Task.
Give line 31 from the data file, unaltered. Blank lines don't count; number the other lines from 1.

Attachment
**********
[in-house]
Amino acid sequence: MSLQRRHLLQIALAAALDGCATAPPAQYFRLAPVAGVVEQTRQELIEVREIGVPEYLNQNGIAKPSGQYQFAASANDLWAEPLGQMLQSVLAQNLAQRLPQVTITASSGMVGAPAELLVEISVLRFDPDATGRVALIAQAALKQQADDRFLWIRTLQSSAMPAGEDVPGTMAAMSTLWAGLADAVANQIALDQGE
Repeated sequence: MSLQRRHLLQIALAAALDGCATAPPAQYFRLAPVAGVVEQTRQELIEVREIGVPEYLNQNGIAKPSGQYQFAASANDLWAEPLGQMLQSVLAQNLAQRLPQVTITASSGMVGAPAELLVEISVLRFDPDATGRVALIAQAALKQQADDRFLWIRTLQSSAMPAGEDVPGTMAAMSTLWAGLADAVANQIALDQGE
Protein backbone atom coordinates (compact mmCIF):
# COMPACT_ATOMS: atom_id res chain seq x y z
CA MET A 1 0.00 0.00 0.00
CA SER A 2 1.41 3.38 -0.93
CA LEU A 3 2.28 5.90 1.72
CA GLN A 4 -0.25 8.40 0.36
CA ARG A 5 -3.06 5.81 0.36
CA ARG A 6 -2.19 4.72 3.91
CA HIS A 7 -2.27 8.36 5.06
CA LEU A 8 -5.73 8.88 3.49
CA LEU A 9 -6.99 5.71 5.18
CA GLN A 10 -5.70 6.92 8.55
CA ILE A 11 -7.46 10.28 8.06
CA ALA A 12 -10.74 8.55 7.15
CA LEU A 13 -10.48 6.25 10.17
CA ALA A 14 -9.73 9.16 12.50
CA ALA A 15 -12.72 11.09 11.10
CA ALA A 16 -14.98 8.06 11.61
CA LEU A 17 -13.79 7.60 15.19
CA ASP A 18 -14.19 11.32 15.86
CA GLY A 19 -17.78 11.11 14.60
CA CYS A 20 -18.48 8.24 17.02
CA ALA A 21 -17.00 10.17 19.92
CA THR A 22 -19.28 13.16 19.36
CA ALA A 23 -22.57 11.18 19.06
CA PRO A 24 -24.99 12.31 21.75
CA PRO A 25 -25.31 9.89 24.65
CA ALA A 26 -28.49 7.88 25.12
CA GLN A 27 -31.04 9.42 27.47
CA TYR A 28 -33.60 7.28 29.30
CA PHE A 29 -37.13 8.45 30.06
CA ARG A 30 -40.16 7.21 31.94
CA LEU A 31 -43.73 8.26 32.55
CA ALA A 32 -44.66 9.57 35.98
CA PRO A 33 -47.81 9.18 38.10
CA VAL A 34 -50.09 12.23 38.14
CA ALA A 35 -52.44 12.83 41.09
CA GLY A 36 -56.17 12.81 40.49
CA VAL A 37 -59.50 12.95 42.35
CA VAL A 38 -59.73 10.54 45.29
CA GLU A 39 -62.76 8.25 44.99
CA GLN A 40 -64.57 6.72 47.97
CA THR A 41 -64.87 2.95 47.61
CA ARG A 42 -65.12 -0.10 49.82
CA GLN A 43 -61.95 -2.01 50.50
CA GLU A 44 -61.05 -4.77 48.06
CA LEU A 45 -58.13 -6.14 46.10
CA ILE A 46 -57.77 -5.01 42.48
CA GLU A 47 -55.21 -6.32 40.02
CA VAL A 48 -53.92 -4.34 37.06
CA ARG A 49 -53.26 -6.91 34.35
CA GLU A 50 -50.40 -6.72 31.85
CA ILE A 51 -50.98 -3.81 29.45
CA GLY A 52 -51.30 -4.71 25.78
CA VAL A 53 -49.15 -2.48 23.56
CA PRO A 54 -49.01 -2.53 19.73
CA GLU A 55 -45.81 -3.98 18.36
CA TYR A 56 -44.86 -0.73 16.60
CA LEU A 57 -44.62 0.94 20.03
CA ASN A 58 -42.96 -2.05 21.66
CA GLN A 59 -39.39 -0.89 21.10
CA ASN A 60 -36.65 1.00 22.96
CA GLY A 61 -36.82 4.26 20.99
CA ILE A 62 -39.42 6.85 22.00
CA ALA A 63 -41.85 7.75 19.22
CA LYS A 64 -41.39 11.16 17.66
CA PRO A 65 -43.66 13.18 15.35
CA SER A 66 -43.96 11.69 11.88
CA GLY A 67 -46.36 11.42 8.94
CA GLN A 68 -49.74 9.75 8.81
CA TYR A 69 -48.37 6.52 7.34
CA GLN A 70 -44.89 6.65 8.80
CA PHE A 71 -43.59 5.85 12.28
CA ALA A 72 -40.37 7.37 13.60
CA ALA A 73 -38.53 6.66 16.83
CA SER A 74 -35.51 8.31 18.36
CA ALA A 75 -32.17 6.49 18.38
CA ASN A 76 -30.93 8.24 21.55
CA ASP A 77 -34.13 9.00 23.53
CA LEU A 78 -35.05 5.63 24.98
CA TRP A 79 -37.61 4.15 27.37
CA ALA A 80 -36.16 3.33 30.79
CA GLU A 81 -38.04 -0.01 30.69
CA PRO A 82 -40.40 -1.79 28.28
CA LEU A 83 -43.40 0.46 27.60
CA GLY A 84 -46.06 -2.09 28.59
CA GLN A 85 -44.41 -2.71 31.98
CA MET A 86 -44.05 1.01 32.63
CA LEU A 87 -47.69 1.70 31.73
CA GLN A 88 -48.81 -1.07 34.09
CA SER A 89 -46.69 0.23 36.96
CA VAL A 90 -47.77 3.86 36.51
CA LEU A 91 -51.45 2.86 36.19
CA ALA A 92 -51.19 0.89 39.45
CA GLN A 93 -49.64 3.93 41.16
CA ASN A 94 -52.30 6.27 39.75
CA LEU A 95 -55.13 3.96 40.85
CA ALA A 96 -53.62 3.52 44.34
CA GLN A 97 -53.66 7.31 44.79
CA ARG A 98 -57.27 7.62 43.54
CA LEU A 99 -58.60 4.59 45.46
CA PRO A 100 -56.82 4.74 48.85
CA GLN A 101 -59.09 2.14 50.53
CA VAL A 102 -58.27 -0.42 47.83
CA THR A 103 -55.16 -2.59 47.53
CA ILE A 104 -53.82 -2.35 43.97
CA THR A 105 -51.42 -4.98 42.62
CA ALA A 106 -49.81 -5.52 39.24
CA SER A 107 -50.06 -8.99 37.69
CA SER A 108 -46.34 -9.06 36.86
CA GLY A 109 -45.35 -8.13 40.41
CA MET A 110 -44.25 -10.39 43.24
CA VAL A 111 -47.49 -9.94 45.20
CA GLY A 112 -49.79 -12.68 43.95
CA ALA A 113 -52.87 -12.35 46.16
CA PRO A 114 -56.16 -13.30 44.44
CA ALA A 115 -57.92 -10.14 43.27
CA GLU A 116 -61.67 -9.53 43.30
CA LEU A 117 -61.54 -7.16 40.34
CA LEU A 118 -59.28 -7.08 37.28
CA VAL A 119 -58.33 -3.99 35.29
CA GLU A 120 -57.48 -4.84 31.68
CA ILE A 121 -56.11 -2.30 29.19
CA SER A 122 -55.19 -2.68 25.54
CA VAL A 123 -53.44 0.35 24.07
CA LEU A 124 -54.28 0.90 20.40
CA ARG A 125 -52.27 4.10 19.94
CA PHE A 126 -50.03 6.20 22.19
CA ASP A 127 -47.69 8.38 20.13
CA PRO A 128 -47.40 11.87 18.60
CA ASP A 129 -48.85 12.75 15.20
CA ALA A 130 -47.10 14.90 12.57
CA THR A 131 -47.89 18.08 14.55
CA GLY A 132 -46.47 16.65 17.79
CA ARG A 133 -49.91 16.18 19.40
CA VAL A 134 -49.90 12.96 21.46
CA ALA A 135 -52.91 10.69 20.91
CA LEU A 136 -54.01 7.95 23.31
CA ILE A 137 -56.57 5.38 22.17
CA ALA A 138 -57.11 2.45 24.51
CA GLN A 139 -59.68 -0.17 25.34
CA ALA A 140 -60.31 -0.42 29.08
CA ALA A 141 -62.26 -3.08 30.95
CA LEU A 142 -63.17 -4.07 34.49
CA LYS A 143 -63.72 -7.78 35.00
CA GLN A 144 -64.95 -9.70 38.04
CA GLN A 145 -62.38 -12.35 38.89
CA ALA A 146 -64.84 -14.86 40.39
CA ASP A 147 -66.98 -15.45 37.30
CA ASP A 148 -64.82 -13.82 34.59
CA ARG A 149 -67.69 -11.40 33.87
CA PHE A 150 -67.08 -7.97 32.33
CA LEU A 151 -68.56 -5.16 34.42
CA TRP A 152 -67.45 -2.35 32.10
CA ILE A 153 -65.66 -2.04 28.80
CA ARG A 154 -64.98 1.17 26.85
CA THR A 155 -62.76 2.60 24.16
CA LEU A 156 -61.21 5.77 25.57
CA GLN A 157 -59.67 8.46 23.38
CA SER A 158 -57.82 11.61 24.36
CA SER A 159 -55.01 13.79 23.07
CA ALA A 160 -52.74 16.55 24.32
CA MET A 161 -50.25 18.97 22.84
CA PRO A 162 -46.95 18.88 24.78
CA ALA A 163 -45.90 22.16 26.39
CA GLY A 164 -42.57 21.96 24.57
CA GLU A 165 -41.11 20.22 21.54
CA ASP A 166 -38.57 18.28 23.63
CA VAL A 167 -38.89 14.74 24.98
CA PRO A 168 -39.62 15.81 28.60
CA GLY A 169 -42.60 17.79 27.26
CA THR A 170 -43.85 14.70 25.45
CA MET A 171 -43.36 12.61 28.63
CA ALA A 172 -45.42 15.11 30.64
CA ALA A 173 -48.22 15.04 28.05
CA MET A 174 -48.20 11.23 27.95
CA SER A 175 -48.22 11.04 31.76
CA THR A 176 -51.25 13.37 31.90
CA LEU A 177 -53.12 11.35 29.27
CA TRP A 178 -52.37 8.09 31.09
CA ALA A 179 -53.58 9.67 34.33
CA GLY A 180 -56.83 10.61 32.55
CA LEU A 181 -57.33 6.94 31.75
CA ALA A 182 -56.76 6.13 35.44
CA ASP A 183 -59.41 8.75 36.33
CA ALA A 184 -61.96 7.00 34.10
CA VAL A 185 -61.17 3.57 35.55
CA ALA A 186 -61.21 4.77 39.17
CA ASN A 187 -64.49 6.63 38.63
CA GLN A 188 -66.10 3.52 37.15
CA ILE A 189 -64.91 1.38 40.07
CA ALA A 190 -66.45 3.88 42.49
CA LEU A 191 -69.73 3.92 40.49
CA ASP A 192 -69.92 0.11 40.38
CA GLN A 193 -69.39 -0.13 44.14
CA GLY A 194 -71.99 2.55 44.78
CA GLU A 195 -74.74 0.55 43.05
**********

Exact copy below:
CA ALA A 26 -28.49 7.88 25.12